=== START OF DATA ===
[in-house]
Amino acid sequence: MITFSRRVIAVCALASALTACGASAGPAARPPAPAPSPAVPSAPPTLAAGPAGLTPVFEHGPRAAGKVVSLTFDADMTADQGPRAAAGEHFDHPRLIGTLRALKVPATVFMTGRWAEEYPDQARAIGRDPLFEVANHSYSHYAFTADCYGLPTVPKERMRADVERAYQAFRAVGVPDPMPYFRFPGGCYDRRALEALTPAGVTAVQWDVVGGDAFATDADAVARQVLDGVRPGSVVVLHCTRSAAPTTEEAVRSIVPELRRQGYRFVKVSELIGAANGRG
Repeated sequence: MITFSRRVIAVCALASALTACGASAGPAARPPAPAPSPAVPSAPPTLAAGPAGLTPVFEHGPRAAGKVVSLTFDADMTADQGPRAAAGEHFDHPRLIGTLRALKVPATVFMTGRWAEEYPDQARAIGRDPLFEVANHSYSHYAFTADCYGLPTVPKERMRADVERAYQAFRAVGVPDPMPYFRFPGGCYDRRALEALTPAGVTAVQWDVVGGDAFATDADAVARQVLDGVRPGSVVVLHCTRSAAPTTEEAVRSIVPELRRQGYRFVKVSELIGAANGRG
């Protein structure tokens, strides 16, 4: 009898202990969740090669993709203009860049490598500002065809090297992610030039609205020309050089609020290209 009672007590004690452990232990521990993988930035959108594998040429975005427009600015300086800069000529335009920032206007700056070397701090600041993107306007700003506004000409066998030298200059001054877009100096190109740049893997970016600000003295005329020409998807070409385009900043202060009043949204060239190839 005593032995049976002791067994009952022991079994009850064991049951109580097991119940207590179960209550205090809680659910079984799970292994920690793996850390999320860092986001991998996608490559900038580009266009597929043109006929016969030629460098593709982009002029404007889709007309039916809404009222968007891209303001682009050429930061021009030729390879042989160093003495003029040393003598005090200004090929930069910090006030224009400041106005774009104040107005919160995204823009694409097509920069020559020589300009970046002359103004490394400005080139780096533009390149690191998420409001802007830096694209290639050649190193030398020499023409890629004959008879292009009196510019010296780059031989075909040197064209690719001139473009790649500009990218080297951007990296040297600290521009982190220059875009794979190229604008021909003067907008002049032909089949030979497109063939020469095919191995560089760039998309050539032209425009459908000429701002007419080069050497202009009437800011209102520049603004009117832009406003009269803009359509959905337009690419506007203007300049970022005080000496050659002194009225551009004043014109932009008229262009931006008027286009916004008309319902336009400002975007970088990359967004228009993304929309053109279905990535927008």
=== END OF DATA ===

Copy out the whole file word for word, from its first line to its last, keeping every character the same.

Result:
[in-house]
Amino acid sequence: MITFSRRVIAVCALASALTACGASAGPAARPPAPAPSPAVPSAPPTLAAGPAGLTPVFEHGPRAAGKVVSLTFDADMTADQGPRAAAGEHFDHPRLIGTLRALKVPATVFMTGRWAEEYPDQARAIGRDPLFEVANHSYSHYAFTADCYGLPTVPKERMRADVERAYQAFRAVGVPDPMPYFRFPGGCYDRRALEALTPAGVTAVQWDVVGGDAFATDADAVARQVLDGVRPGSVVVLHCTRSAAPTTEEAVRSIVPELRRQGYRFVKVSELIGAANGRG
Repeated sequence: MITFSRRVIAVCALASALTACGASAGPAARPPAPAPSPAVPSAPPTLAAGPAGLTPVFEHGPRAAGKVVSLTFDADMTADQGPRAAAGEHFDHPRLIGTLRALKVPATVFMTGRWAEEYPDQARAIGRDPLFEVANHSYSHYAFTADCYGLPTVPKERMRADVERAYQAFRAVGVPDPMPYFRFPGGCYDRRALEALTPAGVTAVQWDVVGGDAFATDADAVARQVLDGVRPGSVVVLHCTRSAAPTTEEAVRSIVPELRRQGYRFVKVSELIGAANGRG
């Protein structure tokens, strides 16, 4: 009898202990969740090669993709203009860049490598500002065809090297992610030039609205020309050089609020290209 009672007590004690452990232990521990993988930035959108594998040429975005427009600015300086800069000529335009920032206007700056070397701090600041993107306007700003506004000409066998030298200059001054877009100096190109740049893997970016600000003295005329020409998807070409385009900043202060009043949204060239190839 005593032995049976002791067994009952022991079994009850064991049951109580097991119940207590179960209550205090809680659910079984799970292994920690793996850390999320860092986001991998996608490559900038580009266009597929043109006929016969030629460098593709982009002029404007889709007309039916809404009222968007891209303001682009050429930061021009030729390879042989160093003495003029040393003598005090200004090929930069910090006030224009400041106005774009104040107005919160995204823009694409097509920069020559020589300009970046002359103004490394400005080139780096533009390149690191998420409001802007830096694209290639050649190193030398020499023409890629004959008879292009009196510019010296780059031989075909040197064209690719001139473009790649500009990218080297951007990296040297600290521009982190220059875009794979190229604008021909003067907008002049032909089949030979497109063939020469095919191995560089760039998309050539032209425009459908000429701002007419080069050497202009009437800011209102520049603004009117832009406003009269803009359509959905337009690419506007203007300049970022005080000496050659002194009225551009004043014109932009008229262009931006008027286009916004008309319902336009400002975007970088990359967004228009993304929309053109279905990535927008």